Of course, the story is only as good as the characters are and this is where the characters start to shine or at least start developing. Tenma remains a very likeable protagonist, driven by his urge to stop Jonah but never losing his optimism or backing down. Nina is sort of similar, just as driven as him, but never really crossing the line and willing to put herself in danger for other people. The world’s constantly beating down on her in different ways, but her determination and drive keeps her focused and moving forward. Strangely, the main villain of the story, Jonah, is nowhere to be found in this entire volume. He never appears once in the edition, however, his presence and impact are still easily felt. He still leaves an impression on the audience and still remains a mystery at this point, despite some minor details about his past coming to life.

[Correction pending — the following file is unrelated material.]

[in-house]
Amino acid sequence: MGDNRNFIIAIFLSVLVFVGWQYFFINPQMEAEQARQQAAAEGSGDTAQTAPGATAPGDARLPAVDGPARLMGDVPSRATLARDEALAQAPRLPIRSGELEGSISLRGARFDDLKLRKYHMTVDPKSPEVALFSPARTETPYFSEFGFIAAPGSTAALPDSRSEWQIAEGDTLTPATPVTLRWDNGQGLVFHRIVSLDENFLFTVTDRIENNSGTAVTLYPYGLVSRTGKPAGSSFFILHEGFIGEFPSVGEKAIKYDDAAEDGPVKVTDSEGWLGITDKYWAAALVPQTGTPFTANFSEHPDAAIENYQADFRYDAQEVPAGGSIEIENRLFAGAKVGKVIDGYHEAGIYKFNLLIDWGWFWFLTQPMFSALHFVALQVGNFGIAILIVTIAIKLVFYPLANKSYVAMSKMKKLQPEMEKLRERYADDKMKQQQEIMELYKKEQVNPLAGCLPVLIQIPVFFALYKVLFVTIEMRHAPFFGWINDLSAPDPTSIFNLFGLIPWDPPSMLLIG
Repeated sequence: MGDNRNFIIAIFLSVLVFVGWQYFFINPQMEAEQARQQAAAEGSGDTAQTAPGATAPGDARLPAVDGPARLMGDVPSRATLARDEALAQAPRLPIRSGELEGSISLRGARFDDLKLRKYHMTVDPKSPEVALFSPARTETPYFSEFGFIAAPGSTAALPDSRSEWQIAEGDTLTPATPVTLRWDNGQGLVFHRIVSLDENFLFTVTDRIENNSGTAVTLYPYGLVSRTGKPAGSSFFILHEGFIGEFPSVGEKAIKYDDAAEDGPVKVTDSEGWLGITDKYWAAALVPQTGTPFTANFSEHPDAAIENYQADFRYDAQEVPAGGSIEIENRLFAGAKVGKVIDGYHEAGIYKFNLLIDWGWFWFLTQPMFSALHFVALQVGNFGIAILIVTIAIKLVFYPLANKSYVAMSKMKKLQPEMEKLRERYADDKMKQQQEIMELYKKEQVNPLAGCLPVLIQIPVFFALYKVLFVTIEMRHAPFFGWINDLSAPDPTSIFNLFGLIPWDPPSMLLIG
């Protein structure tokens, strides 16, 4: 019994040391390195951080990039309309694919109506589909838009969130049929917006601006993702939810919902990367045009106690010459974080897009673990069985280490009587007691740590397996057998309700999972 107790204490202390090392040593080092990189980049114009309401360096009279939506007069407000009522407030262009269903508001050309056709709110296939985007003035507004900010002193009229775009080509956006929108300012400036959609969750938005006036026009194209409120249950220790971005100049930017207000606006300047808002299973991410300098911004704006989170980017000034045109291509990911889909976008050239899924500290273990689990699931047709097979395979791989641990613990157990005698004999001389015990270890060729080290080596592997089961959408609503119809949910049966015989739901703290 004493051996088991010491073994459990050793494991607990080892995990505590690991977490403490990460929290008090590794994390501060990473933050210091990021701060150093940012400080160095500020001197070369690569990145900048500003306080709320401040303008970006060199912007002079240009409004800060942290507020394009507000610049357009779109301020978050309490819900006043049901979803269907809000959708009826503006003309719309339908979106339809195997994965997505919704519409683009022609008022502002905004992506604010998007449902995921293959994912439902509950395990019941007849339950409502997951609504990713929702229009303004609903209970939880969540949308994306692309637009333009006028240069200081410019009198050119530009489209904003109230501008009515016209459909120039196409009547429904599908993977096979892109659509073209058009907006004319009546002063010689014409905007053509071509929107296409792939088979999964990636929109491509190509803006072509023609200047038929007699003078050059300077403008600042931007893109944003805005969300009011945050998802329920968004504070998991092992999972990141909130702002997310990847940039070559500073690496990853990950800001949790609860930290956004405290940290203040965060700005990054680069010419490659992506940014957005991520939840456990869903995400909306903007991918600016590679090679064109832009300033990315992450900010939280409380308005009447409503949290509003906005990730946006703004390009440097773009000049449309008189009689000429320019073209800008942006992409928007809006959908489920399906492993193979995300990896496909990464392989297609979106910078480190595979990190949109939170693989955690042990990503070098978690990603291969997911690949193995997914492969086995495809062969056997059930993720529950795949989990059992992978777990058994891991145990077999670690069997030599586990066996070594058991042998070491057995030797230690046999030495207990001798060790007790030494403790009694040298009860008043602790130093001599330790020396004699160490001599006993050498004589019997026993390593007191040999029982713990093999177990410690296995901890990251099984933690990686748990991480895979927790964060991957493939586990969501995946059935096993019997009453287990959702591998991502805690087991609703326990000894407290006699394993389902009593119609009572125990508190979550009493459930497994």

The rest of the supporting cast is fine, even if they don’t have as big of an impact as the other three… to a certain degree. Lunge and Eva only appear in two chapters during the book and that’s only in their chapters dedicated to one another. Even so, their small appearance does help flesh out their lives, how close to the edge they are before tipping over, and how a part of them still has Tenma on their mind (in different ways of course). This edition introduced two new characters to the cast with a young boy named Dieter and a thief named Otto Heckel. Dieter plays more a morality pet to Tenma, sort of there to keep him from going off the wrong path. Otto is a plain thief and he can be rather annoying to a certain degree, being a rather pain and constant troublemaker for Tenma. On the flip side, he’s not around for long since he only makes one more appearance in the next volume before disappearing for a long time in the series.